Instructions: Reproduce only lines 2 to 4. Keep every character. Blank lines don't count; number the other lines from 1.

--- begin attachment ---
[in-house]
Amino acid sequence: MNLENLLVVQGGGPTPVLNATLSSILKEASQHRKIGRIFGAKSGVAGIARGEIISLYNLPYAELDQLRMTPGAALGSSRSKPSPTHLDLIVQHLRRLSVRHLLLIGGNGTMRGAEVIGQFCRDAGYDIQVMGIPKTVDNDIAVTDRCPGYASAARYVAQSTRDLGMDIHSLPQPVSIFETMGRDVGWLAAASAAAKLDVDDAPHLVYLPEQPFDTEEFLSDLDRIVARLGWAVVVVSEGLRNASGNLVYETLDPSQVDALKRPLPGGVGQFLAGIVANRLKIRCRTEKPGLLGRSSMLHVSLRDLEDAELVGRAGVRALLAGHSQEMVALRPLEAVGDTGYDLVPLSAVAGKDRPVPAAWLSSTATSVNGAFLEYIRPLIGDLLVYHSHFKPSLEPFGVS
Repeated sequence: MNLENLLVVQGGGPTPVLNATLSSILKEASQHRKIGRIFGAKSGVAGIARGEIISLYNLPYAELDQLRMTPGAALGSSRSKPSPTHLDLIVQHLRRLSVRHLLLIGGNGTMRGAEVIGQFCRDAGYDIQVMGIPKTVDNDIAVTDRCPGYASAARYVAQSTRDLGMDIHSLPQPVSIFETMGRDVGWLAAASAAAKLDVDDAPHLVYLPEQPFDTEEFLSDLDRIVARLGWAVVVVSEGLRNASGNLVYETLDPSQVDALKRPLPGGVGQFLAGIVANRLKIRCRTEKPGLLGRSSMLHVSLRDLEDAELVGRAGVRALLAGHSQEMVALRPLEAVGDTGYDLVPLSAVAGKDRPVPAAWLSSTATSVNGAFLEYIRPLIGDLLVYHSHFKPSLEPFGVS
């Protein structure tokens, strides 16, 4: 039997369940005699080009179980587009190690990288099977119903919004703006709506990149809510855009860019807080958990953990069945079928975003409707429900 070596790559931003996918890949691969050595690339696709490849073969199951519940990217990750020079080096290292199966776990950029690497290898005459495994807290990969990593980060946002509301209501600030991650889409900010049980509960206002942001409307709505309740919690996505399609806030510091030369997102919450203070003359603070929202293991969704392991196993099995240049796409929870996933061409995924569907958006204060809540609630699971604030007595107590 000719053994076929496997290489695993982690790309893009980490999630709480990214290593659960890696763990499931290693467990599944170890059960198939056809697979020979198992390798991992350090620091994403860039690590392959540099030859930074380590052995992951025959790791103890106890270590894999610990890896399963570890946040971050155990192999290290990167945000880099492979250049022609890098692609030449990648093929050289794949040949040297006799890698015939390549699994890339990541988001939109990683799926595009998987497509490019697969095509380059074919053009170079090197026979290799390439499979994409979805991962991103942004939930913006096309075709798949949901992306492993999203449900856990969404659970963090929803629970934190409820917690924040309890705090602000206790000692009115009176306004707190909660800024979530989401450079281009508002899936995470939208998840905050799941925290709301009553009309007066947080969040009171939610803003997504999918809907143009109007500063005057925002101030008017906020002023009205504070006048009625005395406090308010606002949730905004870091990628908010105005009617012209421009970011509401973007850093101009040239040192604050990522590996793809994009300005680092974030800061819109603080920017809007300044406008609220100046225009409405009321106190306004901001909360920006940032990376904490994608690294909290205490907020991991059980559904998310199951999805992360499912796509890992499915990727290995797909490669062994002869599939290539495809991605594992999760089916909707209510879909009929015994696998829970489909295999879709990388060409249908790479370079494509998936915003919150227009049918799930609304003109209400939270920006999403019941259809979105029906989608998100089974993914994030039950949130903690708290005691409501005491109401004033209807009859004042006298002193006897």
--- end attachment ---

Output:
Amino acid sequence: MNLENLLVVQGGGPTPVLNATLSSILKEASQHRKIGRIFGAKSGVAGIARGEIISLYNLPYAELDQLRMTPGAALGSSRSKPSPTHLDLIVQHLRRLSVRHLLLIGGNGTMRGAEVIGQFCRDAGYDIQVMGIPKTVDNDIAVTDRCPGYASAARYVAQSTRDLGMDIHSLPQPVSIFETMGRDVGWLAAASAAAKLDVDDAPHLVYLPEQPFDTEEFLSDLDRIVARLGWAVVVVSEGLRNASGNLVYETLDPSQVDALKRPLPGGVGQFLAGIVANRLKIRCRTEKPGLLGRSSMLHVSLRDLEDAELVGRAGVRALLAGHSQEMVALRPLEAVGDTGYDLVPLSAVAGKDRPVPAAWLSSTATSVNGAFLEYIRPLIGDLLVYHSHFKPSLEPFGVS
Repeated sequence: MNLENLLVVQGGGPTPVLNATLSSILKEASQHRKIGRIFGAKSGVAGIARGEIISLYNLPYAELDQLRMTPGAALGSSRSKPSPTHLDLIVQHLRRLSVRHLLLIGGNGTMRGAEVIGQFCRDAGYDIQVMGIPKTVDNDIAVTDRCPGYASAARYVAQSTRDLGMDIHSLPQPVSIFETMGRDVGWLAAASAAAKLDVDDAPHLVYLPEQPFDTEEFLSDLDRIVARLGWAVVVVSEGLRNASGNLVYETLDPSQVDALKRPLPGGVGQFLAGIVANRLKIRCRTEKPGLLGRSSMLHVSLRDLEDAELVGRAGVRALLAGHSQEMVALRPLEAVGDTGYDLVPLSAVAGKDRPVPAAWLSSTATSVNGAFLEYIRPLIGDLLVYHSHFKPSLEPFGVS
């Protein structure tokens, strides 16, 4: 039997369940005699080009179980587009190690990288099977119903919004703006709506990149809510855009860019807080958990953990069945079928975003409707429900 070596790559931003996918890949691969050595690339696709490849073969199951519940990217990750020079080096290292199966776990950029690497290898005459495994807290990969990593980060946002509301209501600030991650889409900010049980509960206002942001409307709505309740919690996505399609806030510091030369997102919450203070003359603070929202293991969704392991196993099995240049796409929870996933061409995924569907958006204060809540609630699971604030007595107590 000719053994076929496997290489695993982690790309893009980490999630709480990214290593659960890696763990499931290693467990599944170890059960198939056809697979020979198992390798991992350090620091994403860039690590392959540099030859930074380590052995992951025959790791103890106890270590894999610990890896399963570890946040971050155990192999290290990167945000880099492979250049022609890098692609030449990648093929050289794949040949040297006799890698015939390549699994890339990541988001939109990683799926595009998987497509490019697969095509380059074919053009170079090197026979290799390439499979994409979805991962991103942004939930913006096309075709798949949901992306492993999203449900856990969404659970963090929803629970934190409820917690924040309890705090602000206790000692009115009176306004707190909660800024979530989401450079281009508002899936995470939208998840905050799941925290709301009553009309007066947080969040009171939610803003997504999918809907143009109007500063005057925002101030008017906020002023009205504070006048009625005395406090308010606002949730905004870091990628908010105005009617012209421009970011509401973007850093101009040239040192604050990522590996793809994009300005680092974030800061819109603080920017809007300044406008609220100046225009409405009321106190306004901001909360920006940032990376904490994608690294909290205490907020991991059980559904998310199951999805992360499912796509890992499915990727290995797909490669062994002869599939290539495809991605594992999760089916909707209510879909009929015994696998829970489909295999879709990388060409249908790479370079494509998936915003919150227009049918799930609304003109209400939270920006999403019941259809979105029906989608998100089974993914994030039950949130903690708290005691409501005491109401004033209807009859004042006298002193006897």